This type of crime is different from the rest in that it doesn’t involve taking physical custody of the victim. Instead, it has all the makings of a scam. Here’s how it works.
The criminal calls the target’s family members, employer, or close associates, claiming to have the target in their custody. They may even have an accomplice pretending to be the hostage crying for help in the background.
The criminals then demand a “reasonable” amount of money in exchange for the victim’s release once they confirm receipt. They keep the amount small to increase the chances of getting a quick payout.
Virtual kidnappers often gather information on the target through covert surveillance or social media. They tend to target individuals who are usually away for long periods working, studying, or traveling abroad.
There are several preventative measures companies can take to reduce the kidnapping risk of their executives. Here are the top ones.
While kidnappings may look random, they are anything but. They are always preceded by a planning stage.
A counter-surveillance program may involve a covert team that conducts regular surveillance of the business premises, residence, or any other location, to keep tabs on any individual watching the target. That way, security operatives have a better shot at detecting, intervening, and neutralizing a threat before it materializes.
Companies need to make use of technology that’s capable of transmitting and receiving GPS signals from emergency transmitters or cell phones. Even if the device is taken from the victim, it will still go a long way in helping security agencies track down the victims.
This is especially important for executives working in regions that have reported a high kidnapping risk for foreigners. The US State Department introduced a K risk indicator to allow individuals to assess the kidnapping risk by country, to take the necessary precautions when traveling to those regions.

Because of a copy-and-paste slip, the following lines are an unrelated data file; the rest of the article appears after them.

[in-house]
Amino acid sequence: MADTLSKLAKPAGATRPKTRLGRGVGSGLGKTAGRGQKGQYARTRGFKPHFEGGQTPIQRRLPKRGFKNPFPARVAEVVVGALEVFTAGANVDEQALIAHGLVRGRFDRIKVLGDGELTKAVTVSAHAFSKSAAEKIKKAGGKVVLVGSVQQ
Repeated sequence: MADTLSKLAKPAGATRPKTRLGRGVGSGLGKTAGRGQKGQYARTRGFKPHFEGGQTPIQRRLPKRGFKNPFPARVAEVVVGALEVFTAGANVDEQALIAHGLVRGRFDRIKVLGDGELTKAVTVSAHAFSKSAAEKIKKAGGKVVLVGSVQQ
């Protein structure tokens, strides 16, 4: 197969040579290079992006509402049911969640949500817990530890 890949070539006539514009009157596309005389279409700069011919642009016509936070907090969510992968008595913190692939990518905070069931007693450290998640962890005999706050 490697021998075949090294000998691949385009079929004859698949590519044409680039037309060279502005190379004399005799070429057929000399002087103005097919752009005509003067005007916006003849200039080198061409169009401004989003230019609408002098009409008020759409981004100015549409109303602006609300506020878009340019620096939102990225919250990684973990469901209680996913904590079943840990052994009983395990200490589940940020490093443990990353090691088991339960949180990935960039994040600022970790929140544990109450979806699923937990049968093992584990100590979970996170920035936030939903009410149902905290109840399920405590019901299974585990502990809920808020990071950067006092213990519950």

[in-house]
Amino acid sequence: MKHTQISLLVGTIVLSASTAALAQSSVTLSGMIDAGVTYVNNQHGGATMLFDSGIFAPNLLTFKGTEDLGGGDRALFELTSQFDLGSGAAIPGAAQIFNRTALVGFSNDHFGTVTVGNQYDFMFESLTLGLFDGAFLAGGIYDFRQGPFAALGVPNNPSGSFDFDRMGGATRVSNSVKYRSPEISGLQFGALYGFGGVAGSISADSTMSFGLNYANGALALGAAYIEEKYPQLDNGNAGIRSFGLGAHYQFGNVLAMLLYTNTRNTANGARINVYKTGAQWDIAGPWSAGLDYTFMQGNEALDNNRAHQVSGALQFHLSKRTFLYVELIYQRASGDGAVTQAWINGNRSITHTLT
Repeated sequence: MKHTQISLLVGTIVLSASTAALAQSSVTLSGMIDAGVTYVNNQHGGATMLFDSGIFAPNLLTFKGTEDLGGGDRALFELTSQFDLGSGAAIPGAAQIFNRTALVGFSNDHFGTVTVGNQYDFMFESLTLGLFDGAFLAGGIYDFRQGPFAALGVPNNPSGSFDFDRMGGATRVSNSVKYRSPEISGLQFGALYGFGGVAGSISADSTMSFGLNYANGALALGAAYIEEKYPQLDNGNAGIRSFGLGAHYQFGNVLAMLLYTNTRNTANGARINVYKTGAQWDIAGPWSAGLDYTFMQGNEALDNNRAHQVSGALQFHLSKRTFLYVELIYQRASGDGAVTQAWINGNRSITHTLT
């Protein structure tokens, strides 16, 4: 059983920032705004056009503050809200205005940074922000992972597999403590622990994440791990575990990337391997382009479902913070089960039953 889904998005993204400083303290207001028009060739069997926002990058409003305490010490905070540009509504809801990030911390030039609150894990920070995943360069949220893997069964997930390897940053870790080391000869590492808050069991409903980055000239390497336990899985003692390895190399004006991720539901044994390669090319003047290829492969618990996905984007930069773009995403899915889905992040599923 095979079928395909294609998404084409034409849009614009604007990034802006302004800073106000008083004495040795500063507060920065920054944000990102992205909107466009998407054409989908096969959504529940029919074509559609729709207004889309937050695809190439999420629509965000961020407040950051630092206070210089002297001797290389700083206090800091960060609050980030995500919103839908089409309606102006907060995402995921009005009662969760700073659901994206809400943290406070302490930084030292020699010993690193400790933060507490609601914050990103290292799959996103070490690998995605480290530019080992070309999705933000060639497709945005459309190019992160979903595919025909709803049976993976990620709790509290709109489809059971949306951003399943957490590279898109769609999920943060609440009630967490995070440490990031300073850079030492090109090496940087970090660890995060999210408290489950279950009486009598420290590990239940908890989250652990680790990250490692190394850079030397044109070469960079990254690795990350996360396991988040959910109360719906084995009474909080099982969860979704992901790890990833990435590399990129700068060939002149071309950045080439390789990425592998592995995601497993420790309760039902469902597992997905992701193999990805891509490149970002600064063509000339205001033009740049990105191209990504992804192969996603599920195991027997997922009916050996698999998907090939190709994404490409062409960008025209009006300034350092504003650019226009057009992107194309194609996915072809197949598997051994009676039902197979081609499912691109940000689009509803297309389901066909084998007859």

As pointed out before, kidnappings are not random. They are usually planned. What kidnappers often fail to take into account is any drastic action taken by the victim to thwart the abduction attempt.
For instance, when a kidnap occurs, the criminals often threaten the victims to force them into a nearby car. Terrifying as this may be, it is more beneficial to train employees on how to escape a kidnapping attempt while it is happening than to show them how to escape once they’re incarcerated.
Potential threats and vulnerabilities don’t stop at the executives. Their families are prime targets as well. Get kidnapping prevention devices for kids like silicone wristbands with a panic button to communicate in emergencies.
You can also get them pull-pin alarms that can set off a 130dB siren, which can be heard up to 1,000 feet away. It also helps to train the household staff on basic counter-surveillance skills.
While assessing an organization’s risk for a potential executive kidnapping involves many moving parts, several preventative measures can be taken to minimize the risk. One foolproof way would be to retain a private security firm that offers highly-specialized executive kidnap prevention services.
If you have any questions about the kidnapping threat in your organization, get in touch